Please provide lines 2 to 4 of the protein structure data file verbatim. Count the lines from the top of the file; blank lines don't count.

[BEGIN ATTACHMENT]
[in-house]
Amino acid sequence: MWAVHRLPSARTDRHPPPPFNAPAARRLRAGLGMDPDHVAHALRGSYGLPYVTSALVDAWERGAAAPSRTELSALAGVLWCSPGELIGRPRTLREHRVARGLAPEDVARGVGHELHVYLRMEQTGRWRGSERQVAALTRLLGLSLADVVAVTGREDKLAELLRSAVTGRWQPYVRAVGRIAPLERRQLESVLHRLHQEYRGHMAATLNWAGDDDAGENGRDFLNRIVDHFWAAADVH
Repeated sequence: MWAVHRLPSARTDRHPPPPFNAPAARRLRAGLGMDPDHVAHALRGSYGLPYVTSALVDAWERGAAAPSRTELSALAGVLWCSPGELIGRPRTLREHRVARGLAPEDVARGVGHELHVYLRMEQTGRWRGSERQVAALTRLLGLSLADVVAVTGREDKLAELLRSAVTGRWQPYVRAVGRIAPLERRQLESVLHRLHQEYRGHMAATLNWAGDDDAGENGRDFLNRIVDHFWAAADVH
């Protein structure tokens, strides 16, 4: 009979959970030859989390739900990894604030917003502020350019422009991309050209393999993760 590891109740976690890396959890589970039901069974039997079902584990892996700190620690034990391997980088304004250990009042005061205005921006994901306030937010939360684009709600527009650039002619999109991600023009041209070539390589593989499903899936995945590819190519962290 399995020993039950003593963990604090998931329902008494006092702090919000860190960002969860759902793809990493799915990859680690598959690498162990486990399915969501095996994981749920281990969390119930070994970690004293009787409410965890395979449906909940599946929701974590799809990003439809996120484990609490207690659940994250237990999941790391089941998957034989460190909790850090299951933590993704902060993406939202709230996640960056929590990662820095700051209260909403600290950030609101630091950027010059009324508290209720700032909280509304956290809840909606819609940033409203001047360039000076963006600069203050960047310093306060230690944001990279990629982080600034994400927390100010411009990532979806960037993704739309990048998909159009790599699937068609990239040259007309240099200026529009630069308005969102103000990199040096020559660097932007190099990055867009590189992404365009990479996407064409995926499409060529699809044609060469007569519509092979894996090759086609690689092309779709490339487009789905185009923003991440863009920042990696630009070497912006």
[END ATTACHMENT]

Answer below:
Amino acid sequence: MWAVHRLPSARTDRHPPPPFNAPAARRLRAGLGMDPDHVAHALRGSYGLPYVTSALVDAWERGAAAPSRTELSALAGVLWCSPGELIGRPRTLREHRVARGLAPEDVARGVGHELHVYLRMEQTGRWRGSERQVAALTRLLGLSLADVVAVTGREDKLAELLRSAVTGRWQPYVRAVGRIAPLERRQLESVLHRLHQEYRGHMAATLNWAGDDDAGENGRDFLNRIVDHFWAAADVH
Repeated sequence: MWAVHRLPSARTDRHPPPPFNAPAARRLRAGLGMDPDHVAHALRGSYGLPYVTSALVDAWERGAAAPSRTELSALAGVLWCSPGELIGRPRTLREHRVARGLAPEDVARGVGHELHVYLRMEQTGRWRGSERQVAALTRLLGLSLADVVAVTGREDKLAELLRSAVTGRWQPYVRAVGRIAPLERRQLESVLHRLHQEYRGHMAATLNWAGDDDAGENGRDFLNRIVDHFWAAADVH
């Protein structure tokens, strides 16, 4: 009979959970030859989390739900990894604030917003502020350019422009991309050209393999993760 590891109740976690890396959890589970039901069974039997079902584990892996700190620690034990391997980088304004250990009042005061205005921006994901306030937010939360684009709600527009650039002619999109991600023009041209070539390589593989499903899936995945590819190519962290 399995020993039950003593963990604090998931329902008494006092702090919000860190960002969860759902793809990493799915990859680690598959690498162990486990399915969501095996994981749920281990969390119930070994970690004293009787409410965890395979449906909940599946929701974590799809990003439809996120484990609490207690659940994250237990999941790391089941998957034989460190909790850090299951933590993704902060993406939202709230996640960056929590990662820095700051209260909403600290950030609101630091950027010059009324508290209720700032909280509304956290809840909606819609940033409203001047360039000076963006600069203050960047310093306060230690944001990279990629982080600034994400927390100010411009990532979806960037993704739309990048998909159009790599699937068609990239040259007309240099200026529009630069308005969102103000990199040096020559660097932007190099990055867009590189992404365009990479996407064409995926499409060529699809044609060469007569519509092979894996090759086609690689092309779709490339487009789905185009923003991440863009920042990696630009070497912006």